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By NewsGram Staff Writer

Irrespective of the substance a person is addicted to, curbing an addiction is tough. Many people around the world are addicted to smoking and it is known to be a difficult habit to get rid of.

Many remedies such as Nicotine patches, cold turkey and chewing gum are tried by people globally with hardly any luck. Matthew Johnson, a behavioral pharmacologist at Johns Hopkins’ Behavioral Pharmacology Research Unit, Baltimore, suggests a different alternative – psilocybin – a drug that has been illegal for years, in most parts of Europe and North America.


Psilocybin is a naturally occurring psychedelic and is the active ingredient of ‘magic mushrooms’. Illegal, but if psilocybin is given to smokers a few times, in a carefully controlled way, Johnson says that it can be remarkably effective in helping smokers kick the butt.

The use of psilocybin spread from the labs (for research) to drug counter culture which is why it was completely banned and even research was prohibited. Johnson believes that the drug has been off limits for the wrong reasons.

Now, the research by the team at John Hopkins under Matthew Johnson, has shown promising results. More than 460 psilocybin sessions have now been conducted at Johns Hopkins alone, ranging from investigating its use by cancer patients, to its effects on meditation. The Smoking Cessation programme, which has just finished its pilot stage, has attracted a lot of attention.

The volunteers are first prepared during the Cognitive Behaviour Therapy, and are asked to create their own mantra, which is like something they would like to remember later in life because it could be used as a motto, which would provide them with the necessary push towards achieving their goal and quitting the habit.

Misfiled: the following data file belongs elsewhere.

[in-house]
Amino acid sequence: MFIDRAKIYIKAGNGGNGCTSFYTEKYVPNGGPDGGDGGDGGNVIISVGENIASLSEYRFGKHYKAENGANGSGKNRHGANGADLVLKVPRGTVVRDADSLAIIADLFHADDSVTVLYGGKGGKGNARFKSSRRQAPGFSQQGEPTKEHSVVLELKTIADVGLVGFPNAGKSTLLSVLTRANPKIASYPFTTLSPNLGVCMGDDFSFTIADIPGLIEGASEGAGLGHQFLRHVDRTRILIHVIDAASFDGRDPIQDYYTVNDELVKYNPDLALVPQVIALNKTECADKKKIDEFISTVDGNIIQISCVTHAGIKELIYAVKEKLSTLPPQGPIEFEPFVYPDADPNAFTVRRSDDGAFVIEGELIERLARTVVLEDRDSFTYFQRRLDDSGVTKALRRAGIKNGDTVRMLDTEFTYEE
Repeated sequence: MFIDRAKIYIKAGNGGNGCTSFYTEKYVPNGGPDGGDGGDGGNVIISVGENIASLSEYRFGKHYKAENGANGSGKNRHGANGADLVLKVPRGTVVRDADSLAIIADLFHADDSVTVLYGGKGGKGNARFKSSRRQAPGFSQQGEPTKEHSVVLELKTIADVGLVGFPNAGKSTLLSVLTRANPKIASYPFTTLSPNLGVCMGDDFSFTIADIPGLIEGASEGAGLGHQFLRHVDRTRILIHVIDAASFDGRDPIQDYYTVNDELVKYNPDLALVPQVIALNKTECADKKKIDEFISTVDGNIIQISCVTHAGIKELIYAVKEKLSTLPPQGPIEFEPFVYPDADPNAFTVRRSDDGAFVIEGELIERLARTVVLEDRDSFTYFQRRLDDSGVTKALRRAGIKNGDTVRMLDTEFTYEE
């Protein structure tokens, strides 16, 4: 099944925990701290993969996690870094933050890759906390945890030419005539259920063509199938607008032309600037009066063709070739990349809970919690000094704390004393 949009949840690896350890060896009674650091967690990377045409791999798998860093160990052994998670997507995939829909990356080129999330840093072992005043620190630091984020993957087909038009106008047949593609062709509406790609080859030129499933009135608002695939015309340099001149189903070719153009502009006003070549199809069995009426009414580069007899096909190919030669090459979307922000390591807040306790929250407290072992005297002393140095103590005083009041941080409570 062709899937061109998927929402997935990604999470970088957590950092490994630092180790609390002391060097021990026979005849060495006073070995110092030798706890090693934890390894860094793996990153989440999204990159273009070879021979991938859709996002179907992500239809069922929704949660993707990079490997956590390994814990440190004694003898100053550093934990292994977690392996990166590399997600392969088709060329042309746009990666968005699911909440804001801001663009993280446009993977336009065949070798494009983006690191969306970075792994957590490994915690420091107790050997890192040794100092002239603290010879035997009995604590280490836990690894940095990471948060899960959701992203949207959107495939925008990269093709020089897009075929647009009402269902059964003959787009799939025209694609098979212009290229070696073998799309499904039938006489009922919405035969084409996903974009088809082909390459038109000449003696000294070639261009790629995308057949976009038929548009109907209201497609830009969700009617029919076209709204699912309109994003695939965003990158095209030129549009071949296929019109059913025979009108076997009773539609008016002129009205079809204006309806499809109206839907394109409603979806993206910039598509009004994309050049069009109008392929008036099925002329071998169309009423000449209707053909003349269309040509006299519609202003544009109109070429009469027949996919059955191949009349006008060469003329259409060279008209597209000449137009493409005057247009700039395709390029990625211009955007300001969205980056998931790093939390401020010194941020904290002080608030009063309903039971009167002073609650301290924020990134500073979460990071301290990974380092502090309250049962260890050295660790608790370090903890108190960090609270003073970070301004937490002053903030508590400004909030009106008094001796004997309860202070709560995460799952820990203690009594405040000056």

After CBT, they are given the drug in tablet form, and are allowed to self-administer. Post taking the pill, they are asked to lie down, plug in earphones and relax. They are not allowed to talk, but are asked to “go inward” into their thoughts and analyse.

[Research shows there’s a] 71% success rate for people who quit smoking just after they had a heart attack,” he explains. A heart attack would certainly qualify as a profound experience, but it’s not something you can go around triggering in people in order to stop them from smoking. Instead the aim is to use a powerful psychedelic trip to trigger a similar effect… an intense, abstract experience that changes the patient’s perspective. It’s this that the team refer to as a ‘mystical experience’,” Johnson was quoted.


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